Tall Task Ahead for C's in Milwaukee
WALTHAM, Mass. – Brad Stevens lauds defensive versatility.
That’s exactly what he and the Boston Celtics will be up against when they face off against the Milwaukee Bucks Tuesday night.
Following Boston’s practice Monday afternoon, and prior to its flight to Milwaukee, the C’s coach noted the challenges ahead of them considering the Bucks' extreme versatility, coupled with their incredible length.
“That [length] has been clearly a major emphasis for them and it makes it difficult, there’s no question about it,” said Stevens. “They have great versatility defensively. They can put a bunch of different guys at the 3 and the 4,” which Stevens believes is “the toughest matchup area in the NBA right now.”
Milwaukee’s starting lineup in particular has unbelievable length. Their frontcourt boasts three 6-foot-11 players – Giannis Antetokounmpo , John Henson and Greg Monroe – who all have wingspans over 7-2. Then their backcourt is made up of 6-8 wing Khris Middleton and 6-6 point guard Michael Carter-Williams.
The Bucks’ length was a major factor in their defensive prowess last season, when they ranked first in the league in forced turnovers per game and second in defensive rating. Celtics swingman Evan Turner said they will have to move the ball pristinely in Milwaukee and come out with a bang like they did Friday night against Washington.
“We’re really going to have to execute and we gotta wear them down and deliver the hit first,” said Turner. “We’ve gotta play a sound game.”
Milwaukee’s athleticism and ability to cut to the hoop makes them a threat inside, meaning Boston’s bigs will have their hands full.
C’s forward Amir Johnson said the key for Boston is “playing together as a unit, knowing who we’re guarding, make sure all five guys are rebounding and boxing out because they do have length. Just playing as a unit I think, that’s what we practiced on today. Switching up defense, knowing when to double-team. We might switch it, give them different looks.”
The 6-9 forward added, “The main thing I think we gotta do is just box out because they have guys that can definitely crash the glass.”
One of those players who can crash the glass relentlessly is, Antetokounmpo, a 3rd-year forward who Johnson said is a “very long, athletic, hard worker [with] just unbelievable length.”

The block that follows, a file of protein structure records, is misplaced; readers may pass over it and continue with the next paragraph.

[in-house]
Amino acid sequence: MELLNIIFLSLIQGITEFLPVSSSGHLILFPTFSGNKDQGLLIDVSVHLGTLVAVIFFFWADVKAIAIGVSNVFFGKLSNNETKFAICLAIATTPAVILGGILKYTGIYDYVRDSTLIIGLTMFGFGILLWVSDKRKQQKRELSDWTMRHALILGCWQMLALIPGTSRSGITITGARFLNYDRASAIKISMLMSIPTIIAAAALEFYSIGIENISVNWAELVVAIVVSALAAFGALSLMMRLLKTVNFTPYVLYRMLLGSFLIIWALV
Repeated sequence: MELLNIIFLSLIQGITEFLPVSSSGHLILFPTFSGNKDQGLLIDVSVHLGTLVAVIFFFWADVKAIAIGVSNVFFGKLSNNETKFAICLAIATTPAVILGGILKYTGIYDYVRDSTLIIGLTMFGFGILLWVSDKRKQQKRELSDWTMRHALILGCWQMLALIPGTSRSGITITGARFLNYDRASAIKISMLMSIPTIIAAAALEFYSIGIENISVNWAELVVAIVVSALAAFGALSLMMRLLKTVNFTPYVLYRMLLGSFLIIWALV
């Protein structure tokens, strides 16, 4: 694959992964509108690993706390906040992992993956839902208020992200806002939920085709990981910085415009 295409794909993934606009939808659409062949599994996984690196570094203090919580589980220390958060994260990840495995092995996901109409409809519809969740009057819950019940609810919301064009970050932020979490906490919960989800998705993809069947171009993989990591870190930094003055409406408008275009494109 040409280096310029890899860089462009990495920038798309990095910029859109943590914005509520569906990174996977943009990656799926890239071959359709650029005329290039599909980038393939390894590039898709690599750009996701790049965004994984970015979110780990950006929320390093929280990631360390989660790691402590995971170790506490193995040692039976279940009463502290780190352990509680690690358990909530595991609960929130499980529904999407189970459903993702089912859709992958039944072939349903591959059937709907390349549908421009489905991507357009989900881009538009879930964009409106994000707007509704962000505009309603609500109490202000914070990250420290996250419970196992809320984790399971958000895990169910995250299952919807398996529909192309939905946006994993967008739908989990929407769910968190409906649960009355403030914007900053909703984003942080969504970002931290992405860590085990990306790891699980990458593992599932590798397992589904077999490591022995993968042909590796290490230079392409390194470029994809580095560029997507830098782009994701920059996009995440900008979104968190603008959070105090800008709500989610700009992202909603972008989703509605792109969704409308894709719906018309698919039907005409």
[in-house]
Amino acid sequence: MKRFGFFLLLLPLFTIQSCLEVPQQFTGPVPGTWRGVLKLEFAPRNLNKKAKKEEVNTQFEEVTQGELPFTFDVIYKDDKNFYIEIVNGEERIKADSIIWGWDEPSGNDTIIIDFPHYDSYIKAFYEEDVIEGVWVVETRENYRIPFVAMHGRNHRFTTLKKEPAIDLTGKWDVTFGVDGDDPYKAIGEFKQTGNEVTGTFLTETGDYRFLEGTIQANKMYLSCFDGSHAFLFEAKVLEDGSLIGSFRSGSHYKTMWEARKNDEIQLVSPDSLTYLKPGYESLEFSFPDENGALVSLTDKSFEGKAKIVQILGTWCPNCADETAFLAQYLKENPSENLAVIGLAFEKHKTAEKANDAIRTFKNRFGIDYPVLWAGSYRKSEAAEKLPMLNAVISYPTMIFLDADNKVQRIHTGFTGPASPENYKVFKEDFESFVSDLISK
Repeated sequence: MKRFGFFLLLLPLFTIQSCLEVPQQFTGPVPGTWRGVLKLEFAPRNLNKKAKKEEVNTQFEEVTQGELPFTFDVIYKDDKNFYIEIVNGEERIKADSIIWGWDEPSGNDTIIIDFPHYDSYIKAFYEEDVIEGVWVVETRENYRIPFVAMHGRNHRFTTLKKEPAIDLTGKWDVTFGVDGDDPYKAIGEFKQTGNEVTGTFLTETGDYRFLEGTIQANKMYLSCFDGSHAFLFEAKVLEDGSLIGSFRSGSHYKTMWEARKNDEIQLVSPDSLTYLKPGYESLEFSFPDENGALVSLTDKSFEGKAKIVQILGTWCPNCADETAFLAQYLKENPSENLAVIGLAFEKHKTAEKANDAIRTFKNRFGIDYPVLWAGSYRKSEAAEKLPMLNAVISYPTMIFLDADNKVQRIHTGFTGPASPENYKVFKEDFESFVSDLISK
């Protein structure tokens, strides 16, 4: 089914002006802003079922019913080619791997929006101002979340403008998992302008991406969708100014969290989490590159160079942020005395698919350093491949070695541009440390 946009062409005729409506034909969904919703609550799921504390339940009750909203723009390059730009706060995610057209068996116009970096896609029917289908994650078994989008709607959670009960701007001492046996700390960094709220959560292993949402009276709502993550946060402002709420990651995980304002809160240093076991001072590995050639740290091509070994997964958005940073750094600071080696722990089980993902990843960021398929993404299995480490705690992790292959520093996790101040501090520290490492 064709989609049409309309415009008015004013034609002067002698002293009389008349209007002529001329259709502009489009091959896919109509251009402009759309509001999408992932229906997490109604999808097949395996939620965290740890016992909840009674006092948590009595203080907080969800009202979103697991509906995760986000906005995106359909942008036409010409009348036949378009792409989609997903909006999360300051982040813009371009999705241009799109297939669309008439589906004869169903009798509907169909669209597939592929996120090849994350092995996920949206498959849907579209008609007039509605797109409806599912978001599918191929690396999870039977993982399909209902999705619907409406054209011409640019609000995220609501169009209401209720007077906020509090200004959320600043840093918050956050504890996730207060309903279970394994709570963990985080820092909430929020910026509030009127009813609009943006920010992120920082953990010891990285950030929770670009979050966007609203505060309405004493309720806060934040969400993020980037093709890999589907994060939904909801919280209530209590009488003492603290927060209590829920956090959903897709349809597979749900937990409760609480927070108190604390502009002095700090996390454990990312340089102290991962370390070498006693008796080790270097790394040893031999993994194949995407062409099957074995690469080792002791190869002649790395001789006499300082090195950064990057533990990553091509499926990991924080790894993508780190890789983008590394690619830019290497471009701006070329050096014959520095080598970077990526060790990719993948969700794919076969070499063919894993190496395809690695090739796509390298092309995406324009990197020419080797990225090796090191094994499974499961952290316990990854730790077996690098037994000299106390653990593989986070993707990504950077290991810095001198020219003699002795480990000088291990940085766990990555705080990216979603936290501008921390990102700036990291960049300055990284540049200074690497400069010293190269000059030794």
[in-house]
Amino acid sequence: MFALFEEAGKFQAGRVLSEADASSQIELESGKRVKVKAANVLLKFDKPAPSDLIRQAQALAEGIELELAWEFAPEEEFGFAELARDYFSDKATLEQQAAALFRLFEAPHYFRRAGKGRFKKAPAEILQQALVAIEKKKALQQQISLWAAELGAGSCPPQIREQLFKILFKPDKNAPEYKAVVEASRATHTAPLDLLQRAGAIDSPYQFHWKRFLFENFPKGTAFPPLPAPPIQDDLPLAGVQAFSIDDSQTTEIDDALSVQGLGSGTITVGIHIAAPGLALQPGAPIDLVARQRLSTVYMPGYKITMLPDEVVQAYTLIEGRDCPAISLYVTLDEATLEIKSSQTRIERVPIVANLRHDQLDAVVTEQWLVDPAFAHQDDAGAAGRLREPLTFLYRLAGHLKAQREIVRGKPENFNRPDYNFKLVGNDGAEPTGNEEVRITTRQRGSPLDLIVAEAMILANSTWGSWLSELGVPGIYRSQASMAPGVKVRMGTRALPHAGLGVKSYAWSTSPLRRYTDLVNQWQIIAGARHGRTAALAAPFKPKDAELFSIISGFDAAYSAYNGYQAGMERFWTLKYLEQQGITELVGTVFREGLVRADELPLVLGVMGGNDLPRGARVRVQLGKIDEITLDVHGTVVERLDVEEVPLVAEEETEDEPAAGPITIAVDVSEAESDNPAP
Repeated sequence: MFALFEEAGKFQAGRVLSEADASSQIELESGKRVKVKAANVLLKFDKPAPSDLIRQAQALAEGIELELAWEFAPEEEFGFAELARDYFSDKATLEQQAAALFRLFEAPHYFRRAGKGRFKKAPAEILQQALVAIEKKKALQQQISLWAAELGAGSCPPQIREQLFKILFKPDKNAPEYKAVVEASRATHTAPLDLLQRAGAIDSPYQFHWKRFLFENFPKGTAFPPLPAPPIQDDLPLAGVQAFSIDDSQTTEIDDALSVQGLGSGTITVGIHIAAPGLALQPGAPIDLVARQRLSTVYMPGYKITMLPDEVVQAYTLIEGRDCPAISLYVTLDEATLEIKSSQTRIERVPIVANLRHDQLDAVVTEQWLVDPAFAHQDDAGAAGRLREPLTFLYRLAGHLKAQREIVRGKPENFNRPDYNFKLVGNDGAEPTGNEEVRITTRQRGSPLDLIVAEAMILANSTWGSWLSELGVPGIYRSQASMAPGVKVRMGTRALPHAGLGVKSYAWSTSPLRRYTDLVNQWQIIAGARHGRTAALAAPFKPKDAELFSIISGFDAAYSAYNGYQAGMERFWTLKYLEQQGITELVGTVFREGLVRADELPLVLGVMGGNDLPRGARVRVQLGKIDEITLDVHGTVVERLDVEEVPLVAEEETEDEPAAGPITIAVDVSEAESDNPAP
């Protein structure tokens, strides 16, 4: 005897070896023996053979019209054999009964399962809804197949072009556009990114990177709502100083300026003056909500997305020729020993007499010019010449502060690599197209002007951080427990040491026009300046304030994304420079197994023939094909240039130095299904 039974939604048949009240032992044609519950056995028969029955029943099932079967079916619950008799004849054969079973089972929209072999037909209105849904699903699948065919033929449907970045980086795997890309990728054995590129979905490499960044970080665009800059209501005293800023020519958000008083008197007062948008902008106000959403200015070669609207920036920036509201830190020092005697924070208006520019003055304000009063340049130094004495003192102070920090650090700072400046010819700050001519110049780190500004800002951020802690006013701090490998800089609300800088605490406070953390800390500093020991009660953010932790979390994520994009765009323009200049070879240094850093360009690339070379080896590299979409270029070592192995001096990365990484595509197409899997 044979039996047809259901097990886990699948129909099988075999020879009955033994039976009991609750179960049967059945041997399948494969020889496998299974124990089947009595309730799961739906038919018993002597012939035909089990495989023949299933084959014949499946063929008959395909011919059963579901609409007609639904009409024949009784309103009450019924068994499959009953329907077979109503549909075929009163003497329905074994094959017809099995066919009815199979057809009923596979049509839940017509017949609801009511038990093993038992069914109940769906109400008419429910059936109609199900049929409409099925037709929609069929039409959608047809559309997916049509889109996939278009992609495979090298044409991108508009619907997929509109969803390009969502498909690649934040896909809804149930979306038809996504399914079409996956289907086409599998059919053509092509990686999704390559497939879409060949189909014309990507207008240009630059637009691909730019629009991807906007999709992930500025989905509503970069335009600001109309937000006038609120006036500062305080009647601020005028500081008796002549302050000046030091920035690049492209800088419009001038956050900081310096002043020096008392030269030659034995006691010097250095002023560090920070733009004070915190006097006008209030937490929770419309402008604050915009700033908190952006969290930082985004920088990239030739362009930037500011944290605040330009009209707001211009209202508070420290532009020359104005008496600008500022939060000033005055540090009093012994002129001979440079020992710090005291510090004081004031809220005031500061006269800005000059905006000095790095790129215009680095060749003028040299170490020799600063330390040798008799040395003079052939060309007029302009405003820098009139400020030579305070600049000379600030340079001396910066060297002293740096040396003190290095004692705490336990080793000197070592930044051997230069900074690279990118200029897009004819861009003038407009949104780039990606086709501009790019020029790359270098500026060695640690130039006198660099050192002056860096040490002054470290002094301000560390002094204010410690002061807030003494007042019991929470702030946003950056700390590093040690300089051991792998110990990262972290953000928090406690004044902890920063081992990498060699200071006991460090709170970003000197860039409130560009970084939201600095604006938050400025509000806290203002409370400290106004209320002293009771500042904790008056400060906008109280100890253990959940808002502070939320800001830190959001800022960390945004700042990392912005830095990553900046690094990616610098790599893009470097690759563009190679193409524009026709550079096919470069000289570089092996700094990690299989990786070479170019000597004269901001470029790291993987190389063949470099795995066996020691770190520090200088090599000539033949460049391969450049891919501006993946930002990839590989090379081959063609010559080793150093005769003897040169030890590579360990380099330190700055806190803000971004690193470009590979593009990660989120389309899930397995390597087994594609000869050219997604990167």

The 20-year old, also known as the “Greek Freak” is regarded by many to be one of the most versatile players in the NBA, and can virtually play and guard any position on the floor.
Antetokounmpo is averaging 19.3 points and 7.3 rebounds per game through seven contests, and Stevens commended the impact he’s having in Milwaukee.
“Even when he was a rookie he did some things that made your jaw drop,” said Stevens. “Last year [he] just got better and this year, early on in the season, he’s been pretty close to dominant.”
Stevens indicated that his size and athleticism makes him a nightmarish figure to guard.
“They’ll play him big at the 3 – and he’s improving his shooting, but he’s a great cutter and a great offensive rebounder, a great transition player – and then at the 4 he’s a versatile guy,” said Stevens. “They don’t lose anything from the length standpoint [when he’s ] at the 4, and they become quicker.”
Fortunately, the Celtics have players who can switch seamlessly between guarding the 3 and the 4, with its versatile forward duo of Jae Crowder and Jonas Jerebko.
“If you’ve got guys that can guard multiple positions, especially that can swing from the perimeter to the bigs and vice versa, it’s huge,” said Stevens. “Especially the way the game is being played with so many skilled 4s, so many shooting bigs.”
The Celtics have guarded Antetokounmpo well in the past. They have held him to 7.3 points and 4.7 rebounds per game during seven contests.
However, he seems to be a completely different beast so far this season, so Boston will have its work cut out against the Greek Freak and his lengthy supporting cast.
Smart Doubtful Against Bucks
Marcus Smart, who missed Boston’s last two games with a sprained left big toe, is doubtful to play in Milwaukee Tuesday night, according to Stevens.
He went through some drills during Monday’s practice, but the C’s coach said “he just didn’t look quite 100 percent. He had a little limp. I don't know if that's like trusting it and a confidence issue, or lingering pain; I don't know if it could be extra padding that's in there.”
Smart said his goal is to be back in playing form by the end of this week.
“That's the plan," said Smart. "From the looks of it, that's where I'm heading. These next couple days of treatment and rest should help me with that."
If Smart does not play against the Bucks, Stevens expects that Turner will see plenty of playing time in the ball handling role.